‘in a different light’
Site-specific installation consisting of 5 analogue black & white photographs in mounts, 5 digital colour photographs in mounts and 5 photographic and text collages in mounts, Par light, 2019
The Museum of the Revolution, as it was initially called, was ‘based on contemporary museological principles within contemporary architectonic forms.’ This installation reflects on the shifting significance of this for the History Museum, as it is today, over half a century later.
I took the photographs in this exhibition in July this year, during my residency at the Museum. I shot the black and white section on analogue 35mm film, whereas the pictures shot partially through coloured filters are digital. The latter also
feature in the collages.
The text spread across the collages, ‘coloured glass destroys all hatred’, is a phrase from Paul Scheerbart’s 1914 treatise Glass Architecture, in which he imagined a utopian future filled with cities of crystal, and floating continents of chromatic glass. Scheerbart’s ideas on the link between glass architecture and a better future society influenced architects and writers, including Bruno Taut, Walter Benjamin and Mies van der Rohe. An early article on the Museum of the Revolution labels it in the style of ‘Mies’, because of its modernist steel and glass construction. ’in a different light’ alludes to this early modernist period, visually, but also to the mid-1960s, as the collages with text relate specifically to Vojo Dimitrijevic’s abstract stained glass artwork with the slogan ‘Death to Fascism’.
The History Museum building may be stylistically of its time, but perhaps the ‘living’ Museum is ahead of its time? Of the past, yet for the future.
‘in a different light’ work in progress
My site specific installation at the History Museum of BiH, Sarajevo, opens on 1 November 2019, the start of ‘Museum Month’ there.
My pre-installation publicity material for ‘in a different light’
I have taken all my materials to Sarajevo and am working right up to the wire making collages and working out how best to install the work. I am thrilled that the Museum curator Elma Hodzic has suggested we re-locate the Par light Brian Eno donated after his abstract piece ’77 Million Paintings’ was shown upstairs in the ‘cube’ at the Museum last year, so that it can literally show my works ‘in a different light’, in the ground floor location we have chosen.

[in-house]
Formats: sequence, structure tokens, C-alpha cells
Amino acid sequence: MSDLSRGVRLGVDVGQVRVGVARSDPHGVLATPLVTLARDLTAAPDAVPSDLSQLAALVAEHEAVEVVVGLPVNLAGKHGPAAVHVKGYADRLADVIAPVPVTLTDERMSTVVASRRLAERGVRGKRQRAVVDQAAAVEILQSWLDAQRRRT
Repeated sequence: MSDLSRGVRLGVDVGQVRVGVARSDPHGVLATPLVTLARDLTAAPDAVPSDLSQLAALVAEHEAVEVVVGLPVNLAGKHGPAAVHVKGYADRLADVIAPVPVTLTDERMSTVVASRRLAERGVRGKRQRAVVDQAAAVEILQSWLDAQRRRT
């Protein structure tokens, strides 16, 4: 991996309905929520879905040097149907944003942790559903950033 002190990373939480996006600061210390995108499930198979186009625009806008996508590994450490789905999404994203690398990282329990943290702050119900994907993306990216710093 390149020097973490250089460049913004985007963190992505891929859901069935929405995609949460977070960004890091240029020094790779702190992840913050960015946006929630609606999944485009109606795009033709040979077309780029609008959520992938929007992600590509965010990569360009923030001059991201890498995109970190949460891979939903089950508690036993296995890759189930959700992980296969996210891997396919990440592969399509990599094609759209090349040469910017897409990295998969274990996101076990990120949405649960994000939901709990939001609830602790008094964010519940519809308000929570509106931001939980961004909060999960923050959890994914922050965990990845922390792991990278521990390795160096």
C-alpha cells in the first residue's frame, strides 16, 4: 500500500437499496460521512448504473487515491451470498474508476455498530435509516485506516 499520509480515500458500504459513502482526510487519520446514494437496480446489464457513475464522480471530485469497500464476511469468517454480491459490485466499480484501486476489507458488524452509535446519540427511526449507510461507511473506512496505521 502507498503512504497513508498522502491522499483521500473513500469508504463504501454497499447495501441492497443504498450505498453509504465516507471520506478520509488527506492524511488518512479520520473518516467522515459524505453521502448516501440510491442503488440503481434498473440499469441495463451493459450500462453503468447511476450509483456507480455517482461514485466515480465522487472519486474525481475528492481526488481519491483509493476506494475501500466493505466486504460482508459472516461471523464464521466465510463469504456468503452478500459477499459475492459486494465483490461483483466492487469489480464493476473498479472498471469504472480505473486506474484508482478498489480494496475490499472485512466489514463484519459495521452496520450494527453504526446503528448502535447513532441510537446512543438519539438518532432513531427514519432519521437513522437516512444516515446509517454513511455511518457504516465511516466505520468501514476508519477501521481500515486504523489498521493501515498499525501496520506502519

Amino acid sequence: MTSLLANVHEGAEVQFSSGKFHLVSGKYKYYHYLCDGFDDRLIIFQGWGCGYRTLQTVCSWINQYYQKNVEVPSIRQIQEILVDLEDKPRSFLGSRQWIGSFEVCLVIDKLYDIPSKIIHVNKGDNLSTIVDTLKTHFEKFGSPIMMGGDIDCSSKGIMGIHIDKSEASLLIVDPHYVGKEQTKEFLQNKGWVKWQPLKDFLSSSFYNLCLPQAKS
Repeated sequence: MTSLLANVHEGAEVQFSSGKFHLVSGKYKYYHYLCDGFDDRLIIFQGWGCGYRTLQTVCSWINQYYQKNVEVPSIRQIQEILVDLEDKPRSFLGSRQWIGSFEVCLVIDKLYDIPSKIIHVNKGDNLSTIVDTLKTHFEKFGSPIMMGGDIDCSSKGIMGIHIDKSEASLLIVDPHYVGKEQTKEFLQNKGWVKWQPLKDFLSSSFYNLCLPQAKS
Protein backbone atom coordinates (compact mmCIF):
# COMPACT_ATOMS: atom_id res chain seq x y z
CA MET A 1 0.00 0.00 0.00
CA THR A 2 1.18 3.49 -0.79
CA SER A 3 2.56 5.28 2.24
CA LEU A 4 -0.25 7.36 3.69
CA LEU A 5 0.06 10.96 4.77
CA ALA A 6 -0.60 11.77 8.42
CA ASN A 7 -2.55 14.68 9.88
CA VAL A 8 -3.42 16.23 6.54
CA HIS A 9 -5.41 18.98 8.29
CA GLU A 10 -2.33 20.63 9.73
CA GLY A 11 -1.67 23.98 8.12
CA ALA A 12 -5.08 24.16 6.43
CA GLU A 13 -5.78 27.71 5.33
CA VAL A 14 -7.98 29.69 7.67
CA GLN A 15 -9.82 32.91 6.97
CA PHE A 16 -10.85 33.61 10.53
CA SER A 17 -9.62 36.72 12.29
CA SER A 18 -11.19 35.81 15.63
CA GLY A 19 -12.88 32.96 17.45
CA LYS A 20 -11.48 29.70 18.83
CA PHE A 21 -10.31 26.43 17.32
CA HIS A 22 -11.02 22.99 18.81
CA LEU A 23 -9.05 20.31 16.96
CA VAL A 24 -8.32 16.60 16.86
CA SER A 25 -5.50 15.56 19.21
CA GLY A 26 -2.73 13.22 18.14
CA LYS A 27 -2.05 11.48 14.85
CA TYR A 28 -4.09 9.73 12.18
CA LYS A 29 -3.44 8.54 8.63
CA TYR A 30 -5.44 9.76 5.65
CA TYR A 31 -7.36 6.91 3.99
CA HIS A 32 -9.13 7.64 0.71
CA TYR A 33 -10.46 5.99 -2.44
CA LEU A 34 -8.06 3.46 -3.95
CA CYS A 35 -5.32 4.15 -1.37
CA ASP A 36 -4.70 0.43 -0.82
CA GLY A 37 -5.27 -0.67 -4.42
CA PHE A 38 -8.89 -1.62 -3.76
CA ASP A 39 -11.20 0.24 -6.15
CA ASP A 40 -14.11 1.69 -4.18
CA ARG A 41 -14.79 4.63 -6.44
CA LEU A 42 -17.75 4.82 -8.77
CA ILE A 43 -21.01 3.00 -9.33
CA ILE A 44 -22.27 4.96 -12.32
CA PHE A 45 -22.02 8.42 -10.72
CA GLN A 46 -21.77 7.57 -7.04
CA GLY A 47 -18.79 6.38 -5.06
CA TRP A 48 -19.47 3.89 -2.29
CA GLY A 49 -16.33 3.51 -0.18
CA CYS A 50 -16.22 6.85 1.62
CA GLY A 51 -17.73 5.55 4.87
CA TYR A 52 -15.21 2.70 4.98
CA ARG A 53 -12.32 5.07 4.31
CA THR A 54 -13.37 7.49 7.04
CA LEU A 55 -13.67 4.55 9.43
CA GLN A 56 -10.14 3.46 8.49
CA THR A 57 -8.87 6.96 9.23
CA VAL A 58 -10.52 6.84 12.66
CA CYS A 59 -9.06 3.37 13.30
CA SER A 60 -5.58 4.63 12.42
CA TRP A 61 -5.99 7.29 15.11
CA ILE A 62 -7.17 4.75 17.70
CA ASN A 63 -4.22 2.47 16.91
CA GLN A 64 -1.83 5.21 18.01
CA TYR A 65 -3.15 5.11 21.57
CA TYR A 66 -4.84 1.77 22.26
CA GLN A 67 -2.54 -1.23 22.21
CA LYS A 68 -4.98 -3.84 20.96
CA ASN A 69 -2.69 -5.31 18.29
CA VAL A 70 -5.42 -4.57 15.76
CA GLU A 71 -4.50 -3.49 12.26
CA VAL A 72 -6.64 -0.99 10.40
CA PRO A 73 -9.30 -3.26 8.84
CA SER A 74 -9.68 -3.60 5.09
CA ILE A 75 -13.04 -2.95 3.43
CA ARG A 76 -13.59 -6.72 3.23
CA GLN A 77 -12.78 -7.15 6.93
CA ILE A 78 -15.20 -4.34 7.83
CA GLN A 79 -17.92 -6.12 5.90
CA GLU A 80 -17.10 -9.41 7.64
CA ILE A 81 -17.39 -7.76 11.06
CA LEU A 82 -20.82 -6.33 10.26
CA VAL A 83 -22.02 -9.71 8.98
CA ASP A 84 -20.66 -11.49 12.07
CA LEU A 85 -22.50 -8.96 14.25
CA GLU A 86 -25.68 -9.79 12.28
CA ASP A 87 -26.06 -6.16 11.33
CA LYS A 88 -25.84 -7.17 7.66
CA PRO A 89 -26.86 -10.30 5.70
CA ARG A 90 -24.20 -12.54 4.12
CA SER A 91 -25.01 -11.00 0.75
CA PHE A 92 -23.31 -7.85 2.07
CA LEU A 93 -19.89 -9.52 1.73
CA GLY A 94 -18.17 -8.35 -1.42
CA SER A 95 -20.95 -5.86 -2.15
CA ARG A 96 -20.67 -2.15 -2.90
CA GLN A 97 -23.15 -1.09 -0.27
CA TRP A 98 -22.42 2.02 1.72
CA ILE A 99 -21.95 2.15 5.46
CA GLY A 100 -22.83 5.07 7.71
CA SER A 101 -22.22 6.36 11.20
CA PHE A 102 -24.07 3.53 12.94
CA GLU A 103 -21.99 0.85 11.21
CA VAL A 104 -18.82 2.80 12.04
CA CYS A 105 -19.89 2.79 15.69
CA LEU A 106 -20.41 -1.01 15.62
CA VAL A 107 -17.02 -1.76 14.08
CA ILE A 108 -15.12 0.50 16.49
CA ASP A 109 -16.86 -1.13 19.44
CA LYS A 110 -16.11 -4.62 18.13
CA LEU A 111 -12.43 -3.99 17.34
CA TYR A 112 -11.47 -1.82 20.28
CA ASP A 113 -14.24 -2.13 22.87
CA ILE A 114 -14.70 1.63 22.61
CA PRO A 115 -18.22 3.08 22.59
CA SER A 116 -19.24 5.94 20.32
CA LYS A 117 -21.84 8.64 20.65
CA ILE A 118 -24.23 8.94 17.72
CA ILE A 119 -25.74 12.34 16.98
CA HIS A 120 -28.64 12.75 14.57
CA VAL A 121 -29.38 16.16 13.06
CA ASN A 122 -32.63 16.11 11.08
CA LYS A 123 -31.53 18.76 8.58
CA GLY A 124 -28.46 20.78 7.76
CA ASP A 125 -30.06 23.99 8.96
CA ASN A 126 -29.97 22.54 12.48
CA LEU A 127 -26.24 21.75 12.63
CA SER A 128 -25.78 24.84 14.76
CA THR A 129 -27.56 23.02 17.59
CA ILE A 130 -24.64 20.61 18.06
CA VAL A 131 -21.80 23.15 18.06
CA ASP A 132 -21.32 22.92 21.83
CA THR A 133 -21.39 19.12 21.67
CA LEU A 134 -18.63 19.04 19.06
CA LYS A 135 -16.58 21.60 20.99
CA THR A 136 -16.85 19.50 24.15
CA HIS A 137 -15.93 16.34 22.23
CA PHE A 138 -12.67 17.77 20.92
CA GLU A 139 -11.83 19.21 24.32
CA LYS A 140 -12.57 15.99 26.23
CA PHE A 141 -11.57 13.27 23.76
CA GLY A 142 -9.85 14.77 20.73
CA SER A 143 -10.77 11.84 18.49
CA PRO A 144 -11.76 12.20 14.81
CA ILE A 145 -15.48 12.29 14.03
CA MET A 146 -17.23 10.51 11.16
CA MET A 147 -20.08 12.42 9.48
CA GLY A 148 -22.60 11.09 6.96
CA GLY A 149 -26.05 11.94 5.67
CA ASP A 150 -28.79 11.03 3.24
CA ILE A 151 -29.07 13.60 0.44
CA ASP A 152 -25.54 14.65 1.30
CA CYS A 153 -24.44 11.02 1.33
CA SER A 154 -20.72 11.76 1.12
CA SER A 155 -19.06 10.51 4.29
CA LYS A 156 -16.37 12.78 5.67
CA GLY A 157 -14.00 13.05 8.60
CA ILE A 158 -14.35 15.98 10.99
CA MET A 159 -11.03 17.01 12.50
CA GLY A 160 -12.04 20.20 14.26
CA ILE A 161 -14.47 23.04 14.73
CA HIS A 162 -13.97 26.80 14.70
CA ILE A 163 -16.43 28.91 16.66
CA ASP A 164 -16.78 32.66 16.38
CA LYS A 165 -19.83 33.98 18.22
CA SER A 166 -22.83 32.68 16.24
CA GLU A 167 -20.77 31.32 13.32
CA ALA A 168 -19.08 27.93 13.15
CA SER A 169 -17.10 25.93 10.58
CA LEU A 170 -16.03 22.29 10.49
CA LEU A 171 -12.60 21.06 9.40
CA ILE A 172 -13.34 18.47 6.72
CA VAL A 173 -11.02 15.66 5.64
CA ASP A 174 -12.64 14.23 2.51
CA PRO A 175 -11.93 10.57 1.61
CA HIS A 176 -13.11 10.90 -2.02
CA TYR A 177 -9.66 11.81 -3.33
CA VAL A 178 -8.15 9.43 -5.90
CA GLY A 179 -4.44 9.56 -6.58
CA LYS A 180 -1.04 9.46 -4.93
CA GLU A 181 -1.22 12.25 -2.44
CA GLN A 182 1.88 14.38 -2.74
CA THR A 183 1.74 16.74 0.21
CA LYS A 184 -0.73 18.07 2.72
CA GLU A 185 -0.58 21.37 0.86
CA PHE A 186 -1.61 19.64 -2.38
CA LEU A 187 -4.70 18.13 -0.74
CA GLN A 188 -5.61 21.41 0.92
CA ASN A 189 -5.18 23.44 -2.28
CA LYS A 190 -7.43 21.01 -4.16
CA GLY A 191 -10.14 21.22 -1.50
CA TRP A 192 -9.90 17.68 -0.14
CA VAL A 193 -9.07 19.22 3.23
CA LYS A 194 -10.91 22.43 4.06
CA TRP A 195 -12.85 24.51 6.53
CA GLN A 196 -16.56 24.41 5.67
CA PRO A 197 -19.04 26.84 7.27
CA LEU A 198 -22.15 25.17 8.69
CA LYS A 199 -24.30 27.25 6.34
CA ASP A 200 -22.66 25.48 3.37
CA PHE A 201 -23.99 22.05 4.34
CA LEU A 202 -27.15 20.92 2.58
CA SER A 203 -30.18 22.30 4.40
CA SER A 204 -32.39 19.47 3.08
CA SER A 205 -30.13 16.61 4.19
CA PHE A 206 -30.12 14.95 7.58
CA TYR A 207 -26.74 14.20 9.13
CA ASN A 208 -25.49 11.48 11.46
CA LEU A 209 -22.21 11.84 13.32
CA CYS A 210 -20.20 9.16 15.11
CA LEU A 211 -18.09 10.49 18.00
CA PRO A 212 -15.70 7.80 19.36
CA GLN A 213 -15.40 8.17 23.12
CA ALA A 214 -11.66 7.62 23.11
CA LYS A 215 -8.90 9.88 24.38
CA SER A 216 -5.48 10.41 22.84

‘We build the tracks, the tracks build us’ opening
Museum Director Elma Hasimbegovic, Dr. Rachel Kerr, Prof. James Gow Dr. Paul Lowe
Artists Marina, Stefan, Ensar & Faris Artists and project team members
‘Mi gradimo prugu, pruga gradi nas’ / ‘We build the tracks, the tracks build us’
History Museum of BiH, Sarajevo, 1-24 November 2019
This exhibition by Ensar Hadzic, Faris Ramadanovic, Stefan Savic and Marina Krsmanovic, is the result of ‘The Living Museum’ Open Call.
The artists have chosen works from the Museum’s art collection and have created new works in response.
Extracts from Museum Curator Elma Hodzic’s text on the exhibition:
‘Over the past several months, students from the Department of Graphics at the Academy of Fine Arts in Sarajevo have carried out research in the Museum, engaging with it both artistically and curatorially: analysing themes, stylistic techniques, selecting works, integrating works within a unified thematic and curatorial framework, and ultimately producing their own powerful works of art.’
‘Bringing together the Museum’s stories of war, industrialisation and everyday life, with the phenomena and problems of today’s society, the artists and curators of this exhibition have built a bridge between what has passed in to history, and what will one day become history. Through this act, which bridges the chasm between socialism, as a historical phase, and contemporary life, the students and curators help the Museum take on the label which it should always have: THE LIVING MUSEUM!’
‘Contemporary ConTEXTS: Re-Imagining Socialist Images’
History Museum of BiH, Sarajevo, 10 October – 29 November 2019
Curator: Elma Hodžić
Artists: Dženan Hadžihasanović, Smirna Kulenović, Milena Michalski, Andrea Mirnić, Meliha Teparić
Essay: Tatjana Nikolić
English translation of this and other Bosnian press articles:
Tito Through Time
Installation of my photographs of the Tito sculpture in the History Museum and my prints from the Museum’s archival negatives of a bust of Tito.
Installation with my hand-printed positive and negative photographs of Tito’s son, Žarko Broz, which were printed from the Museum’s archival glass plate negative.
Sketchbook / notebook from my History Museum residency in July 2019
Fragments of prints from negatives of a Tito sculpture, developed differently
The Residency and the works:
The overall concept of the project of which this exhibition, ‘Contemporary ConTEXTS: Re-Imagining Socialist Images’, is part, is ‘The ‘Living Museum’. My work places the emphasis on both parts of this phrase. I approached the idea of the Museum specifically with the photographic archive in mind, and found one possible way to make it ‘live’. I immersed myself in the darkroom of the ‘foto depo’ (photo depot) during my time as Artist in Residence at the Museum in July, closing myself off in the dark with a very limited number of negatives and glass plates, and choosing to work with only those, rather than seeking further content, context or explanatory documentation from the archives.
Working with the reproduction of photographs for creative purposes, whether by analogue or digital means, inevitably calls to mind Walter Benjamin’s ideas on ‘The Work of Art in the Age of Its Technological Reproducibility’. I set myself the task of experimentation, through printing from old glass plates and negatives from the Museum’s archive collection. My aim was to make analogue photographs in deliberately ‘imperfect’ and inconsistent ways, as a contrast to traditional, official, ‘perfectly’ developed prints. I was investigating how different versions of the same image might evoke different responses, suggest different connotations, through varying degrees of clarity, focus, colour, texture and size, amongst other qualities. Could these hand-printed photographs bring a new dimension to the traditional readings of the negatives’ historical, archival content? Through their unique aspects in these renewed forms, could they gain something beyond their original ‘documentary’ and propagandistic purpose?